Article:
Business Outlook 2022

long-term focus so that new production opportunities may be developed in a timely manner. The fiscal regime and the UK’s overall political sentiment need to remain stable and predictable, with these factors as important as price trends. Supportive announcements from the UK government in February and March are helpful. But this must be maintained as investment horizons can often span decades and therefore long- term certainty is important. Short-Term Outlook The number of new project approvals has been falling consistently throughout the last decade, reflecting a number of factors. As the basin is so mature, the investment opportunities now under consideration are generally smaller than they were. Alongside this, the business environment has continued to challenge investors, with some concerns in recent years around levels of political and public support and calls for higher taxes. This all negatively influences investor sentiment. Only 80mn boe of new UKCS resources (of which 35mn boe are gas) were approved for development last year, spanning four new fields and large scale field redevelopments (Evelyn, Tolmount East, Captain enhanced oil recovery phase 2 and Breagh Phase 2). Developing these reserves will take around £750mn of new capital investment from companies but this will not be enough to support production over the long term, with this level of approved reserves only the equivalent of around two months’ UKCS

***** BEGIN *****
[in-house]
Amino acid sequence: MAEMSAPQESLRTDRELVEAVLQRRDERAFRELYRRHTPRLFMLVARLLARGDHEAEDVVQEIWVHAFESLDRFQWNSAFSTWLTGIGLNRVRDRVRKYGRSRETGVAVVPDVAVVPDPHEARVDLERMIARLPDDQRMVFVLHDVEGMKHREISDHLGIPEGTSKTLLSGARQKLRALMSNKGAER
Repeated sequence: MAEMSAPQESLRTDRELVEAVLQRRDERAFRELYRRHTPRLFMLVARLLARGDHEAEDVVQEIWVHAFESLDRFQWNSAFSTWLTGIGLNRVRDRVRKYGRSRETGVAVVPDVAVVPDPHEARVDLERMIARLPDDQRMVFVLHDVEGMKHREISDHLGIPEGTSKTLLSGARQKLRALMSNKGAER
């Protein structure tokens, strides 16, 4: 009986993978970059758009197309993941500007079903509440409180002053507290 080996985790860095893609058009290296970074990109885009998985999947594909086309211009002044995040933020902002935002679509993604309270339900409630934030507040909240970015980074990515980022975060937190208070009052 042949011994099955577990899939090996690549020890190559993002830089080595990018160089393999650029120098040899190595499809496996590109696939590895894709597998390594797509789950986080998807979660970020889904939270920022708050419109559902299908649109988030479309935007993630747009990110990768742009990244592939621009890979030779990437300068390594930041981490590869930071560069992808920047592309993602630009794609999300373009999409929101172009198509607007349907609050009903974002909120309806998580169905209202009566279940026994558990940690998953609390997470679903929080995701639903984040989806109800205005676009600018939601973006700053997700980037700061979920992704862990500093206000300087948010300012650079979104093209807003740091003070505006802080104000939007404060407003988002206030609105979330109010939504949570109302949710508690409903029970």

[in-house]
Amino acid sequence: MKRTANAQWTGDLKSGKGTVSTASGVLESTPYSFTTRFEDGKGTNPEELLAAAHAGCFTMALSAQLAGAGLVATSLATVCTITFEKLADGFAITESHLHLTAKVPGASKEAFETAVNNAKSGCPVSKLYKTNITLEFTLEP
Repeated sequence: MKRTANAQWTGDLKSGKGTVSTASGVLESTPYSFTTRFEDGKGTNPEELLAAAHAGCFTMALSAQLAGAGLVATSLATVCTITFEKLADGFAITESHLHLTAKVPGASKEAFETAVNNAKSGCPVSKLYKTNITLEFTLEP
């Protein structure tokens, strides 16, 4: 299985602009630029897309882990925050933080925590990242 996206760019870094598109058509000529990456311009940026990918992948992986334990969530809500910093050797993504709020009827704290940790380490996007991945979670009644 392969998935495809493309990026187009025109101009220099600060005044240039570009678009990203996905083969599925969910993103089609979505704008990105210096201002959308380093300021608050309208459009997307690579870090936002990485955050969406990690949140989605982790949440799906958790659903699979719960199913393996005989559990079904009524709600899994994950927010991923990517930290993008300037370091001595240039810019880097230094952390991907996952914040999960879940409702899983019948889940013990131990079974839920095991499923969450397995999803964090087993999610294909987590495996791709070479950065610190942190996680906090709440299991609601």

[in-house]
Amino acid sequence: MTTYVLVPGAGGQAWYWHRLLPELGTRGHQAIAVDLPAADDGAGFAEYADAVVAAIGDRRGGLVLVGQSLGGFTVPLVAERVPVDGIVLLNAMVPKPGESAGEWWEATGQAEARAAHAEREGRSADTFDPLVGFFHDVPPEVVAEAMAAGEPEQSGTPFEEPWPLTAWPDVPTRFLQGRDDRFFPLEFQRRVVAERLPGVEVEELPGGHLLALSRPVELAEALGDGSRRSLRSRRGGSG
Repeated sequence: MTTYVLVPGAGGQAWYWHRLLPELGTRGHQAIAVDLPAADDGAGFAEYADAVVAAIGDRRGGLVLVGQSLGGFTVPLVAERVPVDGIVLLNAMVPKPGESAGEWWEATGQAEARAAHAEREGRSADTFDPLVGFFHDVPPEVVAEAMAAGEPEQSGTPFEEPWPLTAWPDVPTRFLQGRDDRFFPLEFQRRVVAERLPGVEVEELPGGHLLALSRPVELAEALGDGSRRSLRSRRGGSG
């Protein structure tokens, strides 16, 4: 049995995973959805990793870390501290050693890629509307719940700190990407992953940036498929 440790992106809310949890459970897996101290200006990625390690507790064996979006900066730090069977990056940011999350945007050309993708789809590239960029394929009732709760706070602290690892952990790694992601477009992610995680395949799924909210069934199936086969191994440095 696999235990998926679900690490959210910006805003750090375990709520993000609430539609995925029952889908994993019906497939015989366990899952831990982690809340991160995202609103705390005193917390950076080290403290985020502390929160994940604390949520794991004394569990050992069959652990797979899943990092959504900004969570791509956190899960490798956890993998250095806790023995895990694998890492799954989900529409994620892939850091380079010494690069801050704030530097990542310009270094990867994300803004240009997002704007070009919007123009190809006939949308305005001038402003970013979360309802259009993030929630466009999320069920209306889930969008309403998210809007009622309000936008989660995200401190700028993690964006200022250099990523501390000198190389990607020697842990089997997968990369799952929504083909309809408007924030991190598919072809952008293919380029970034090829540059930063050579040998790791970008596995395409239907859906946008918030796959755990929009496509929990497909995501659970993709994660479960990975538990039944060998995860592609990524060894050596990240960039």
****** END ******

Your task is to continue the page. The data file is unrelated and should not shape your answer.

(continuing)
production in 2021. This trend is impacting on production levels in the basin now and without further investment will result in an accelerated decrease in the coming years. It is worth emphasising that this is likely at a faster rate than demand and will reduce the UK’s energy sovereignty and ability to deliver a homegrown expansion into cleaner offshore energies. Data from NSTA shows that on average it takes three years to mature new field developments from project approval to first production, with a number of steps required as part of the regulatory process. The time from first discovery to production takes longer than this, but timescales are becoming shorter because of technology improvements and access to existing infrastructure. Supply from the sector is relatively inelastic and therefore cannot just be turned on and off quickly. Companies have to work to raise finance and align internal business plans and resources along with their partners in the supply chain in order to execute the required work scopes. All this makes it important that government take a strategic view on encouraging oil and gas investment during the net zero emissions transition to help ensure continuity and sustainability of supply. OEUK expects sufficient production to come on stream from new fields this year to maintain output in line with 2021, which will help limit any increases in import dependency in the short term. A number of the projects starting up were approved during the slight increase in investment



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